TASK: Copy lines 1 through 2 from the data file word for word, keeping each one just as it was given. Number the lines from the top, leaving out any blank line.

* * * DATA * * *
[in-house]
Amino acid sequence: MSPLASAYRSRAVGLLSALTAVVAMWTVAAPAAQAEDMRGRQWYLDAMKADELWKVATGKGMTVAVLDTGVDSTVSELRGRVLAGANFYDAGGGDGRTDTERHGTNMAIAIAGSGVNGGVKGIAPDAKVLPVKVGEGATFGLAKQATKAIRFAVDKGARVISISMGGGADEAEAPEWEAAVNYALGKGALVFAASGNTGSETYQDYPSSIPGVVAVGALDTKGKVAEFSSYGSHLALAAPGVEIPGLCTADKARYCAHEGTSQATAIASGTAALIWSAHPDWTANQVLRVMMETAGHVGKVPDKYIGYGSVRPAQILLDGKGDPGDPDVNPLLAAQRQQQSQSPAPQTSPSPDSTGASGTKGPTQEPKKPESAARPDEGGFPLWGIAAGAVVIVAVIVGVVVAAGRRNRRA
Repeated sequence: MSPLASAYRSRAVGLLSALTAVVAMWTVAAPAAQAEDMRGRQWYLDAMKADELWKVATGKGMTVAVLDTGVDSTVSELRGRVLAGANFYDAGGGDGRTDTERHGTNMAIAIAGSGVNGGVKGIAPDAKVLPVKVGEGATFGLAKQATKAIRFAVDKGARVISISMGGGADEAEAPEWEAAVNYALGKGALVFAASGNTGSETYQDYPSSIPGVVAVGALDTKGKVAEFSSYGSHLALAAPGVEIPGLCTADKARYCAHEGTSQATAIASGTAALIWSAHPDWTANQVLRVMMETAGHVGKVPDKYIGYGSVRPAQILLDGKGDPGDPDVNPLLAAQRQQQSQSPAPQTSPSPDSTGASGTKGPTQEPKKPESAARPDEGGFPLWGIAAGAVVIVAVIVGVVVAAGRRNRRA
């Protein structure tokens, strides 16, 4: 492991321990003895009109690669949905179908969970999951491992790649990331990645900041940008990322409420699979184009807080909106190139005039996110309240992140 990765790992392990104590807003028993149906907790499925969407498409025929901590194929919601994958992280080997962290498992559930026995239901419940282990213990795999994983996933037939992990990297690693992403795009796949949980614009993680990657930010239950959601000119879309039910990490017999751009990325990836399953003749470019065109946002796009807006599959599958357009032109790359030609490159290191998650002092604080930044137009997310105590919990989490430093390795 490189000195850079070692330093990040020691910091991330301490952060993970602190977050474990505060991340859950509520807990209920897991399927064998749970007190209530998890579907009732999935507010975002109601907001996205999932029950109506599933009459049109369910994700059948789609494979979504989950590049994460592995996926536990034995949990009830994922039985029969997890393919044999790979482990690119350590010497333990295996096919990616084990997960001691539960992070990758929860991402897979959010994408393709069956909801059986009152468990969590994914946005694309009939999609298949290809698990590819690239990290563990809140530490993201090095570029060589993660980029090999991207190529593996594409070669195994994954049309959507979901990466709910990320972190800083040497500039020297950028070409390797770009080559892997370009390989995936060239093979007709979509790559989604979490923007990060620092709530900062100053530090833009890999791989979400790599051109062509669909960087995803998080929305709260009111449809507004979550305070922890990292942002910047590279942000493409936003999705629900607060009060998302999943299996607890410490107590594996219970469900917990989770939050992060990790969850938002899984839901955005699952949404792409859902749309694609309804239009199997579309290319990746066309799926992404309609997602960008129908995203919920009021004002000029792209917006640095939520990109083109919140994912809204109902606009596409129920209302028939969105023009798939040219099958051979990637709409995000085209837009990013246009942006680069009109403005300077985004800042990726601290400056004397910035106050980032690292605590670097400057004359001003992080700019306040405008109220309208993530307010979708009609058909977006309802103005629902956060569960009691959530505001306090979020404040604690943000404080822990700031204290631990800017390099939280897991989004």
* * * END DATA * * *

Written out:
[in-house]
Amino acid sequence: MSPLASAYRSRAVGLLSALTAVVAMWTVAAPAAQAEDMRGRQWYLDAMKADELWKVATGKGMTVAVLDTGVDSTVSELRGRVLAGANFYDAGGGDGRTDTERHGTNMAIAIAGSGVNGGVKGIAPDAKVLPVKVGEGATFGLAKQATKAIRFAVDKGARVISISMGGGADEAEAPEWEAAVNYALGKGALVFAASGNTGSETYQDYPSSIPGVVAVGALDTKGKVAEFSSYGSHLALAAPGVEIPGLCTADKARYCAHEGTSQATAIASGTAALIWSAHPDWTANQVLRVMMETAGHVGKVPDKYIGYGSVRPAQILLDGKGDPGDPDVNPLLAAQRQQQSQSPAPQTSPSPDSTGASGTKGPTQEPKKPESAARPDEGGFPLWGIAAGAVVIVAVIVGVVVAAGRRNRRA